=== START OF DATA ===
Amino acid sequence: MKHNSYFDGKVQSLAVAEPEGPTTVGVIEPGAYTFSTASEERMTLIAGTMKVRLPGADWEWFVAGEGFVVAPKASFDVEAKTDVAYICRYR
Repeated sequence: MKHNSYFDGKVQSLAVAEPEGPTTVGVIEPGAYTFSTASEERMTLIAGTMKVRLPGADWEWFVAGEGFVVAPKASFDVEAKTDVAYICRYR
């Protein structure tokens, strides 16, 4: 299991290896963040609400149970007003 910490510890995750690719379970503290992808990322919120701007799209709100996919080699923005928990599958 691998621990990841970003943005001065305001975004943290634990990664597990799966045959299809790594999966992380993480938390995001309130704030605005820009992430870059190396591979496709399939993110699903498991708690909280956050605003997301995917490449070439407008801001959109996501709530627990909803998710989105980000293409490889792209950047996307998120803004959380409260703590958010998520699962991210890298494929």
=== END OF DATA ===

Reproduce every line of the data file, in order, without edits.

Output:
Amino acid sequence: MKHNSYFDGKVQSLAVAEPEGPTTVGVIEPGAYTFSTASEERMTLIAGTMKVRLPGADWEWFVAGEGFVVAPKASFDVEAKTDVAYICRYR
Repeated sequence: MKHNSYFDGKVQSLAVAEPEGPTTVGVIEPGAYTFSTASEERMTLIAGTMKVRLPGADWEWFVAGEGFVVAPKASFDVEAKTDVAYICRYR
């Protein structure tokens, strides 16, 4: 299991290896963040609400149970007003 910490510890995750690719379970503290992808990322919120701007799209709100996919080699923005928990599958 691998621990990841970003943005001065305001975004943290634990990664597990799966045959299809790594999966992380993480938390995001309130704030605005820009992430870059190396591979496709399939993110699903498991708690909280956050605003997301995917490449070439407008801001959109996501709530627990909803998710989105980000293409490889792209950047996307998120803004959380409260703590958010998520699962991210890298494929």